National Interest analysis is that Advanced Super Hornet could perform 80% of F-35 missions

Dave Majumdar, the defense editor for The National Interest, assessment is that an Advanced Super Hornet could perform could offer a less costly 80 percent solution for the U.S. Navy’s requirements. Once developed to its full potential, the Advanced Super Hornet could perform most of the missions envisioned for the F-35C except penetrating strike—it would have to rely on stand-off weapons for that mission.

The Marines would simply be out of luck since a short takeoff/vertical landing variant of the Advanced Super Hornet is simply a physical impossibility

Switching to mostly Advanced Super Hornet’s could save around $15 billion per year or more for 30-50 years.

Sensor Fusion can be matched

When development is complete, the F-35 will be able to correlate all of the data from its various sensors and data networks and then present that information in a single coherent and easily understandable display. Currently, only the Lockheed Martin F-22 and F-35 have such a capability, but the Navy is working on adding a similar “sensor fusion” system to the Super Hornet. The Navy’s Multi-Sensor Integration effort for the Super Hornet is being developed in three phases—some of which have been fielded—with the goal of developing a sensor fusion capability similar to the F-22 and F-35.

According to Navy officials, the Super Hornet’s MSI program drew lessons from both the F-22 and F-35. However, one major difference between the Super Hornet’s sensor fusion and the F-22 and F-35 is the limited capabilities of the F/A-18E/F’s current displays. Boeing, however, has an option to fit a new large 11’X19’ high-definition color display into the Super Hornet cockpit that would address that issue.

Stealth will decrease in importance a lot over the next ten years and the F-35 will not really be ready for 4 years

Stealth will remain the end all and be all of survivability as Lockheed Martin and the Air Force publicly contend. The Russians and the Chinese are developing low-frequency radars that can track fighter-sized stealth aircraft that are—just by the laws of physics—optimized to defeat radars in the fire control bands (Ku, X, C and part of S). Electronic warfare will become increasingly necessary to support stealth aircraft as time goes on as low frequency radars proliferate. “[Stealth] is needed for what we have in the future for at least ten years out there and there is nothing magic about that decade,” then chief of naval operations Adm. Jonathan Greenert said at the U.S. Naval Institute annual meeting in Washington, D.C, in 2014. “But I think we need to look beyond that. So to me, I think it’s a combination of having aircraft that have stealth but also aircraft that can suppress other forms of radio frequency electromagnetic emissions so that we can get in.”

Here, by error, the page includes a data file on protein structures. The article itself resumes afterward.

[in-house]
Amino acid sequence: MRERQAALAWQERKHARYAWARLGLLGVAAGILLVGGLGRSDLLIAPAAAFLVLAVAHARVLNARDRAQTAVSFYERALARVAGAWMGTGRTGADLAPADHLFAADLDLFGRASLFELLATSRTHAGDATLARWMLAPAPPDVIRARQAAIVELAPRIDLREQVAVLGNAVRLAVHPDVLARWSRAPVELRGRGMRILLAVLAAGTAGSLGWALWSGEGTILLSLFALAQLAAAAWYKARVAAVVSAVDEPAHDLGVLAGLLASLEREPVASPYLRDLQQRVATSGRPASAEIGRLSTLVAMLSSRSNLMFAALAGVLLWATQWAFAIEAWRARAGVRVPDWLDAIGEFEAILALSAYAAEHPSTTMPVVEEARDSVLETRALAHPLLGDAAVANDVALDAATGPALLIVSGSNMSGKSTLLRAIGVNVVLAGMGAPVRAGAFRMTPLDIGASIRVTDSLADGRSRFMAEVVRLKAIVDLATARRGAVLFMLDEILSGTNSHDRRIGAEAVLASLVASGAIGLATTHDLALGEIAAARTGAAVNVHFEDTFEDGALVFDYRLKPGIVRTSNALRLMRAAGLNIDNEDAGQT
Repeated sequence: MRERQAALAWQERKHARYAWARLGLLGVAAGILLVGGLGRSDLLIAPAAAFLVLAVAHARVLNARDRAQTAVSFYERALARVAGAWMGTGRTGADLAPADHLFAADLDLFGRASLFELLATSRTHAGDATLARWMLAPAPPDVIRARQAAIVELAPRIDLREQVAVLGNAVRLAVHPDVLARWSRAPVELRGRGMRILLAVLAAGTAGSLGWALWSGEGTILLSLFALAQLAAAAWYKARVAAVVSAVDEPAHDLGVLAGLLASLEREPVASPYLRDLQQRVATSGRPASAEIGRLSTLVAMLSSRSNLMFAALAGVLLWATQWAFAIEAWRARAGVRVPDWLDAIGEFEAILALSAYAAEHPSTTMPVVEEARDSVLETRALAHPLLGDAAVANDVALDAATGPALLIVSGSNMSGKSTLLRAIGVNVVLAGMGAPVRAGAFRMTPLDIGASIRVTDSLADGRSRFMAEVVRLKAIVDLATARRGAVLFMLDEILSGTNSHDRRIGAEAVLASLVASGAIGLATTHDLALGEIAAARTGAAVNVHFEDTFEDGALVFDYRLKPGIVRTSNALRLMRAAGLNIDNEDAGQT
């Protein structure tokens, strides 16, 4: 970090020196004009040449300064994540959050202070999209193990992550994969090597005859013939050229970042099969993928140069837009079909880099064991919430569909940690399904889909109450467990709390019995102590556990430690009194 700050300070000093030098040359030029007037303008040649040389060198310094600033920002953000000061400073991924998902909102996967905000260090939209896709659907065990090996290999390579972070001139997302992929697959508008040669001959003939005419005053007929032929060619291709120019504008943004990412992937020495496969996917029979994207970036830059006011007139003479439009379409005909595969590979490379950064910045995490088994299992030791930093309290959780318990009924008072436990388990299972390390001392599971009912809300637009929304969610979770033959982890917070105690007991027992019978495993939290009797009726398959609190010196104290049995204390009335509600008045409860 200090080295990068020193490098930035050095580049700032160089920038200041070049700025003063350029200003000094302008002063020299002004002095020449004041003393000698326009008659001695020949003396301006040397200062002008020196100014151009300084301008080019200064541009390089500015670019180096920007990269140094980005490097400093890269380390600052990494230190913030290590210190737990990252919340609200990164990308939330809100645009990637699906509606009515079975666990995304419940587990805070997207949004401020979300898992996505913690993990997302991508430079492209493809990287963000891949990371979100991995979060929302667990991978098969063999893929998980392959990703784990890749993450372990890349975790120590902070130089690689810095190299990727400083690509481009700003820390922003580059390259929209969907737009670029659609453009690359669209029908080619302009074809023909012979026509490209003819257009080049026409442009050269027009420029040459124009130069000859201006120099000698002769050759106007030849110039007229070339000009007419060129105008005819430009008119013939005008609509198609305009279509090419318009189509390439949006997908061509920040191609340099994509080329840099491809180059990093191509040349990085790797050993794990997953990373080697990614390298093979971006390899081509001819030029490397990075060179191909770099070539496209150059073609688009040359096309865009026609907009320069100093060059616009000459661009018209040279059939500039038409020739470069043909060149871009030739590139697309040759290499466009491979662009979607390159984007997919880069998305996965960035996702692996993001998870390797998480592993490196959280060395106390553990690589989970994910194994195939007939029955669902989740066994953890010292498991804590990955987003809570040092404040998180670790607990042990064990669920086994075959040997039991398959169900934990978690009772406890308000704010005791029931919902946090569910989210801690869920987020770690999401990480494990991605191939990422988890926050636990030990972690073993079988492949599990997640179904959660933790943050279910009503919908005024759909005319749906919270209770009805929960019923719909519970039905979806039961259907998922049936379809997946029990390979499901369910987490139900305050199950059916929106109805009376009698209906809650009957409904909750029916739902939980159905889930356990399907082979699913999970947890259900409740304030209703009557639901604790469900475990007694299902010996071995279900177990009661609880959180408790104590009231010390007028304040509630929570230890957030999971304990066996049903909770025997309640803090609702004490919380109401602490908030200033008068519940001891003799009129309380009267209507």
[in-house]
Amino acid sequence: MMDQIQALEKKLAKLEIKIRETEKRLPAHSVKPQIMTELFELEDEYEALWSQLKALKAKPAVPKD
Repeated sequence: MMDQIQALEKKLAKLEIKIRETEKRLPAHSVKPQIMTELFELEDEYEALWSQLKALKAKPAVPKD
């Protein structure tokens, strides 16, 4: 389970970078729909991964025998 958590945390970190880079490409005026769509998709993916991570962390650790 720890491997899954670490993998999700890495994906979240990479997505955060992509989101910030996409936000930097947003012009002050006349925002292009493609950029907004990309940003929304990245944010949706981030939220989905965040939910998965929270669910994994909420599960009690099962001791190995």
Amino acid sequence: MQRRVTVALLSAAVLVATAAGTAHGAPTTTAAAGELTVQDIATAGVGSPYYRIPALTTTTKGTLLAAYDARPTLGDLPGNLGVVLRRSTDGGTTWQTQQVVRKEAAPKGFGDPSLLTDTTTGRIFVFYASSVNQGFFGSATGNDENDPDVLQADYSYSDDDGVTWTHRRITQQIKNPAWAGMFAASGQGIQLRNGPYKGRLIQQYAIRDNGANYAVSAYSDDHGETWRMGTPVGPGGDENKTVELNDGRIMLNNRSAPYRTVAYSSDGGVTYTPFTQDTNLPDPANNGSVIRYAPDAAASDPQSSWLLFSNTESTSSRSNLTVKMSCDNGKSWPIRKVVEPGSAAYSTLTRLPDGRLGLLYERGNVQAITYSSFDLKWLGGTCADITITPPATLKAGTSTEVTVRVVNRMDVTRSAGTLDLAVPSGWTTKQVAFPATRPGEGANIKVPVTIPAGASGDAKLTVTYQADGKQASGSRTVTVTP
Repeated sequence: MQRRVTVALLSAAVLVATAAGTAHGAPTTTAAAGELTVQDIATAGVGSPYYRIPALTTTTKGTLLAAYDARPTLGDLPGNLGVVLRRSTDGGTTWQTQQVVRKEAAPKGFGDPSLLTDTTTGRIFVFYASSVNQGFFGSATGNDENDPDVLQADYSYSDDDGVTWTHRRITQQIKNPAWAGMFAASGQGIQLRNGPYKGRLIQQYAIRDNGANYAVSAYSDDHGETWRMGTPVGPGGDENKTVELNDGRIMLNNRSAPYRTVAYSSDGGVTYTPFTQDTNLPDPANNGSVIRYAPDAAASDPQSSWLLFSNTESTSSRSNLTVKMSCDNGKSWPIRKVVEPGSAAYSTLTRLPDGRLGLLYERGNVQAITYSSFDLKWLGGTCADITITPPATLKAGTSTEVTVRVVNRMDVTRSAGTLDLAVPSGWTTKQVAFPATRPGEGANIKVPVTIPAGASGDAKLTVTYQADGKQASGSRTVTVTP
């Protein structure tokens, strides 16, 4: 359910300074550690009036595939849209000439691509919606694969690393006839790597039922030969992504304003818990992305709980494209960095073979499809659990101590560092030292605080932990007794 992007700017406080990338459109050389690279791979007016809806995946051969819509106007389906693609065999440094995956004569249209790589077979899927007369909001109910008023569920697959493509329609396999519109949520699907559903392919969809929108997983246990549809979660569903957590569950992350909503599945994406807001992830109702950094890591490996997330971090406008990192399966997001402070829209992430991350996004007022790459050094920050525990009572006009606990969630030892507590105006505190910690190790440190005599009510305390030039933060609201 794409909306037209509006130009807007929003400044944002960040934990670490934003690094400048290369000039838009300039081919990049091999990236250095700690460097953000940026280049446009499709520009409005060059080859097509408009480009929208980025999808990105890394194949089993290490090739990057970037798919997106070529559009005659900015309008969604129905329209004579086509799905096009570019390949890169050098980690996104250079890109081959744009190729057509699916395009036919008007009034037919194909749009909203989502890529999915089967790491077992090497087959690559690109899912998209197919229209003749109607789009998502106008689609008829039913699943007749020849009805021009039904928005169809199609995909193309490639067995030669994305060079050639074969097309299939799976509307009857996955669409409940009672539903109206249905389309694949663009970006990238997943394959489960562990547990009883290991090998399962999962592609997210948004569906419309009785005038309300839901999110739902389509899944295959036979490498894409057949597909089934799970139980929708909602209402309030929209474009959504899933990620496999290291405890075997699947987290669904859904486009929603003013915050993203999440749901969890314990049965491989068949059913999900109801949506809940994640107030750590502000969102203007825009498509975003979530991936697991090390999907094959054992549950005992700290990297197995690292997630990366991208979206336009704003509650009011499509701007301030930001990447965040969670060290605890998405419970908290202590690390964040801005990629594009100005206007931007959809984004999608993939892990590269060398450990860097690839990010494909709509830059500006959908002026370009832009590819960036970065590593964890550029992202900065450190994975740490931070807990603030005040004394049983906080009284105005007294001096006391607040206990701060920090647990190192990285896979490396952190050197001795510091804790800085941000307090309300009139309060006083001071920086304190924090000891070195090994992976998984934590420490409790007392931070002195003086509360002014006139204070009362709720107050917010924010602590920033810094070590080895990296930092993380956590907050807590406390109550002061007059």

The F-35 Chief tester said the F35 will not be ready for combat testing til 2019-2020 and F35C wings are not strong enough to carry missiles.

US still has a lot more and lot better planes than Russia and China

Russia has about

Russia has about 58 Su-35 and is building about 10 per year China has four Su-35s and has 20 more on order.

412 Su-27s

Russia has 89 Su-30 planes and has about 88 more on order.

The US Air Force has a “couple thousand more aircraft,” Gen. Mark Welsh, Air Force chief-of-staff, told the House Appropriations Committee’s subcommittee on defense on March 2, 2016. “At the rate they’re [China] is building, the models they’re fielding, by 2030 they will have fielded—they will have made up that 2,000 aircraft gap and they will be at least as big—if not bigger—than our air forces.”

China’s People’s Liberation Army Air Force (PLAAF) will be able to match or exceed the United States Air Force in the number of fielded combat aircraft by 2030. Moreover, while American forces will still maintain an edge, the technological gap between the two great powers will have closed significantly between now and then.

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